Pandemic-related forgetfulness seems quite different in nature from the deficit observed in autobiographical memory. Nevertheless, distinctiveness may again be the culprit.
Most cognitive psychologists agree that memory is cue-based. To retrieve information from memory, we rely on specific cues that are associated with the target information. A cue can be verbal, such as a person’s name, or non-verbal, such as a location, image or emotion.
However, when a cue becomes associated with too many memory traces, it can no longer support the retrieval of specific information.
For example, if three events occurred in three separate rooms, each room should effectively cue a single event memory. However, if all three events occurred in the same room, competition occurs between the three event memories, and the room becomes a less efficient memory cue.
During the lockdowns, our daily lives became significantly less variable. As a result, the memories that we formed were all associated with a relatively limited set of environmental cues. Therefore, when we attempt to retrieve information from memory, we experience more interference between competing memory traces and worse overall memory.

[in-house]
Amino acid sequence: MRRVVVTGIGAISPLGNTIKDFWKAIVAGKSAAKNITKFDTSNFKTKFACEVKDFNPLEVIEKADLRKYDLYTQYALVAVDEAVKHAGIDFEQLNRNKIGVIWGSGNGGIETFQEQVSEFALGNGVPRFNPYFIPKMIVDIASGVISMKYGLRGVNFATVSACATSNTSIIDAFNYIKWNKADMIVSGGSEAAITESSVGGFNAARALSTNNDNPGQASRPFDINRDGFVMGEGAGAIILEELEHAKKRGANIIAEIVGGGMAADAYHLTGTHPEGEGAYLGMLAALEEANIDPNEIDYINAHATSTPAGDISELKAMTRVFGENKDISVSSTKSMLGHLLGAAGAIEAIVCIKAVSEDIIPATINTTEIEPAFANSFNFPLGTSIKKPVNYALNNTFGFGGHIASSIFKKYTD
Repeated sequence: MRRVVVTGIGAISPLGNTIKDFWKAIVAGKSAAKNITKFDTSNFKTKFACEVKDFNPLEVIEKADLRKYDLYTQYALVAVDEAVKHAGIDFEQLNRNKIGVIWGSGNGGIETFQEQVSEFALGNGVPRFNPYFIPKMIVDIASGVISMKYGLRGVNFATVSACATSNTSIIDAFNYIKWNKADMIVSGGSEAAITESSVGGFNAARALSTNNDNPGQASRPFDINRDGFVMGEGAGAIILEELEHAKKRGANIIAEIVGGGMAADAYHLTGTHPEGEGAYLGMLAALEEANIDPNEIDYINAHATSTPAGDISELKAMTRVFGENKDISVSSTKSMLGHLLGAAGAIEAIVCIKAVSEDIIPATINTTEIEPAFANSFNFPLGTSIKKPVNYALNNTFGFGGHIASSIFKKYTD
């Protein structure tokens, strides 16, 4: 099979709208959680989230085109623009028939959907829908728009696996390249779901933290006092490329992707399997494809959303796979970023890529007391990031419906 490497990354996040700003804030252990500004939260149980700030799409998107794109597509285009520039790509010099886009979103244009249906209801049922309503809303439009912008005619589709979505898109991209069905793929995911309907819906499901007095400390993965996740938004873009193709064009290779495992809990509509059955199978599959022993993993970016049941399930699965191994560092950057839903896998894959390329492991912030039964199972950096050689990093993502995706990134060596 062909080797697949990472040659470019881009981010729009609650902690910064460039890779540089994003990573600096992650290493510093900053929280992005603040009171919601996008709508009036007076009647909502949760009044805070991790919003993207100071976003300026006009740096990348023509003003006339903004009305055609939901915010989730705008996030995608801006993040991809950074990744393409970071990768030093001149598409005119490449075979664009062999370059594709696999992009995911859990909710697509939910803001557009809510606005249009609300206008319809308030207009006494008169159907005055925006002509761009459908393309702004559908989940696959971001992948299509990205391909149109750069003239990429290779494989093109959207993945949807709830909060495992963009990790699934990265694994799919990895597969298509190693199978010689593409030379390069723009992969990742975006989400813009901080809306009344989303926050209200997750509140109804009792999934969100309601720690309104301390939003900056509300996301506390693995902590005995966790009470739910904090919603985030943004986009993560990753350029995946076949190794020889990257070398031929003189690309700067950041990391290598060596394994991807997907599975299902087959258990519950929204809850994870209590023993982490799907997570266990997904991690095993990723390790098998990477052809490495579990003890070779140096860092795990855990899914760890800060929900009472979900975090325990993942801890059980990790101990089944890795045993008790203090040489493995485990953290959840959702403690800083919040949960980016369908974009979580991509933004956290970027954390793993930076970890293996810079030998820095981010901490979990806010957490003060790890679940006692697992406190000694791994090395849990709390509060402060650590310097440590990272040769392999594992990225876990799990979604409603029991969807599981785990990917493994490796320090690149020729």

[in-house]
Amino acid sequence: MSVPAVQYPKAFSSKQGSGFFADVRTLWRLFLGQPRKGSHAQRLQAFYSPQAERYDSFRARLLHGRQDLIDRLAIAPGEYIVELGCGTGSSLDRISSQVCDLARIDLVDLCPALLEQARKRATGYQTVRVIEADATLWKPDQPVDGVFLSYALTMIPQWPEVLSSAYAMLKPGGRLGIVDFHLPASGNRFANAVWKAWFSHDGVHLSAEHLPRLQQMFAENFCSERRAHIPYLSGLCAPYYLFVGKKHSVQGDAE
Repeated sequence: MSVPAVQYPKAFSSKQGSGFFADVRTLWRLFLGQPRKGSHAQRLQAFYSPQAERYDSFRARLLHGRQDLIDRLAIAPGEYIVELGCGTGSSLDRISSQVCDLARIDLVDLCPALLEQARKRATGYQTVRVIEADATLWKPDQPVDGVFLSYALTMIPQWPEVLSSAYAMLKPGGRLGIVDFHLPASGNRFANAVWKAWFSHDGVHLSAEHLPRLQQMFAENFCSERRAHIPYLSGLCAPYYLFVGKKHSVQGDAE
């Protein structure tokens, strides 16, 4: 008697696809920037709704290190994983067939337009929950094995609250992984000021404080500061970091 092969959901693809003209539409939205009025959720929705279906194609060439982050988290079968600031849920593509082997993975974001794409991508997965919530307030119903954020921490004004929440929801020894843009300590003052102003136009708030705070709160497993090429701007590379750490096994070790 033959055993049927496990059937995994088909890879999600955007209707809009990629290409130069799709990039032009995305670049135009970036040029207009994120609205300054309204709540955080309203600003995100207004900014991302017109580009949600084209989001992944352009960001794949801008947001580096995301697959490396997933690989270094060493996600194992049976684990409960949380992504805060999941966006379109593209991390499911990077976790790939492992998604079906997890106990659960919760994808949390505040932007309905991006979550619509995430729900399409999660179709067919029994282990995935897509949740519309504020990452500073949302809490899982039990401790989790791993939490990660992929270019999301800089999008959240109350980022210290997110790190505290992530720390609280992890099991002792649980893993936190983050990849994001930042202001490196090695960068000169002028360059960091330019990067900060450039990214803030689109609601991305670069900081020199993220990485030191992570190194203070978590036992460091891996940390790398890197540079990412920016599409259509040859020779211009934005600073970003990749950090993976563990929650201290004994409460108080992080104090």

VARIETY, THE SPICE OF LIFE
Although experiencing lockdown-related memory problems may have been alarming, these problems were most likely a consequence of normal memory processes under abnormal circumstances.
The last few years have shown us that participating in unique and distinctive events is essential for memory, learning and overall mental well-being. However, for certain demographics, the lockdown did not significantly change daily life.
Many individuals living in institutions such as prisons or residential care homes may continue to experience limited variation in their daily lives beyond the pandemic. Given the empirical evidence and our subjective experiences over the last three years, it seems well worth considering whether we have a duty of care to introduce variation and distinctiveness into the daily lives of these individuals.
Molly MacMillan is a PhD student in Psychology at the Memorial University of Newfoundland. This commentary first appeared on The Conversation.